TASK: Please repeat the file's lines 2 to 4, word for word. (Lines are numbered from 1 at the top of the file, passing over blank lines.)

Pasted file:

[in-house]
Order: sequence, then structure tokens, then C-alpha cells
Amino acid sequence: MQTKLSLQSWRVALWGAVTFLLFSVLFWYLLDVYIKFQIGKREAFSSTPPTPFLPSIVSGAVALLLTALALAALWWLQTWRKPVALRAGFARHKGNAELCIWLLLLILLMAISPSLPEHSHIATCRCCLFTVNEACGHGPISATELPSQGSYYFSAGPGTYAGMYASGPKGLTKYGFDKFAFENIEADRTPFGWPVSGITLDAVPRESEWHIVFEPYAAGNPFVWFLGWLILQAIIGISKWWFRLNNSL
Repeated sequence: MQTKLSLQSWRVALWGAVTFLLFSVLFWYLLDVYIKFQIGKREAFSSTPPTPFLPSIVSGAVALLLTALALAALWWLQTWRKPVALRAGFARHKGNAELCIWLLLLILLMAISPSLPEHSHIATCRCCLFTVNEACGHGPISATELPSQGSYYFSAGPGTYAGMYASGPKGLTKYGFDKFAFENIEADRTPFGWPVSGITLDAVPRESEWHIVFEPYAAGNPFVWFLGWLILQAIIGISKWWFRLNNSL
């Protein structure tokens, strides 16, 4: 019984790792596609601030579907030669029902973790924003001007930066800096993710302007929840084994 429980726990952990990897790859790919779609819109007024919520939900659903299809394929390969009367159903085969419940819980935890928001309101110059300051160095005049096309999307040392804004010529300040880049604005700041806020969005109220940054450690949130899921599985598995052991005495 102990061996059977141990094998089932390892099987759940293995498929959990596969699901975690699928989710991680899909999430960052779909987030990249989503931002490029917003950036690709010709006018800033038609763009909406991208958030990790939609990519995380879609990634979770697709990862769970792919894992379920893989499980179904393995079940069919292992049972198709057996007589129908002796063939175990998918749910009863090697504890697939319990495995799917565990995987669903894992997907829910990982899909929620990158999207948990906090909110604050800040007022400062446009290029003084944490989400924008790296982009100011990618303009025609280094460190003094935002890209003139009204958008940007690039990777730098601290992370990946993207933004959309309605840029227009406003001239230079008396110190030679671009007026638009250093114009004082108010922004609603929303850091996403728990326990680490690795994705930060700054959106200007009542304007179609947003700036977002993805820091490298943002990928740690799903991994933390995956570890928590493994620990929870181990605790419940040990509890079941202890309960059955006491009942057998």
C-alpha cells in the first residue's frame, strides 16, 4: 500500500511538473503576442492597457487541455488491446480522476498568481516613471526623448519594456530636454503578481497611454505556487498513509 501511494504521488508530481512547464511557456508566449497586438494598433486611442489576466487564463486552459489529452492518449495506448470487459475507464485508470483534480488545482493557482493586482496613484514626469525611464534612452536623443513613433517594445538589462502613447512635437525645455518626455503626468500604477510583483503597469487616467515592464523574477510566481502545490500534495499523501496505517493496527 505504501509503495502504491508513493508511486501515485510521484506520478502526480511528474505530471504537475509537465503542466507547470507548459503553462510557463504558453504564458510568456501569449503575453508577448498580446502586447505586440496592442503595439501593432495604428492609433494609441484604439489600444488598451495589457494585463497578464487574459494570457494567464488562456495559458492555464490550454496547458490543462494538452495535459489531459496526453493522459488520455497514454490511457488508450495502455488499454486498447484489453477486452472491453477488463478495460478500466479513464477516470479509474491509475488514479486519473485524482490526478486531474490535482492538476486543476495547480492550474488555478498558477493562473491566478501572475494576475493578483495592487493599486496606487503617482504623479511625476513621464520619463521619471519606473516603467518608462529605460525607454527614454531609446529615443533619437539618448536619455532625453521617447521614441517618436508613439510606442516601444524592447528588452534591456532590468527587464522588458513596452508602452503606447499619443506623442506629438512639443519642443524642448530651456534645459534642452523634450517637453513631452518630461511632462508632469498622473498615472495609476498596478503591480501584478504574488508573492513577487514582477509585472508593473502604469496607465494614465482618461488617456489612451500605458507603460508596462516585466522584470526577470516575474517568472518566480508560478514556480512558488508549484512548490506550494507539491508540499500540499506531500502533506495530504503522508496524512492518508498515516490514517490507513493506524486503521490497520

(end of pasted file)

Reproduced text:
Order: sequence, then structure tokens, then C-alpha cells
Amino acid sequence: MQTKLSLQSWRVALWGAVTFLLFSVLFWYLLDVYIKFQIGKREAFSSTPPTPFLPSIVSGAVALLLTALALAALWWLQTWRKPVALRAGFARHKGNAELCIWLLLLILLMAISPSLPEHSHIATCRCCLFTVNEACGHGPISATELPSQGSYYFSAGPGTYAGMYASGPKGLTKYGFDKFAFENIEADRTPFGWPVSGITLDAVPRESEWHIVFEPYAAGNPFVWFLGWLILQAIIGISKWWFRLNNSL
Repeated sequence: MQTKLSLQSWRVALWGAVTFLLFSVLFWYLLDVYIKFQIGKREAFSSTPPTPFLPSIVSGAVALLLTALALAALWWLQTWRKPVALRAGFARHKGNAELCIWLLLLILLMAISPSLPEHSHIATCRCCLFTVNEACGHGPISATELPSQGSYYFSAGPGTYAGMYASGPKGLTKYGFDKFAFENIEADRTPFGWPVSGITLDAVPRESEWHIVFEPYAAGNPFVWFLGWLILQAIIGISKWWFRLNNSL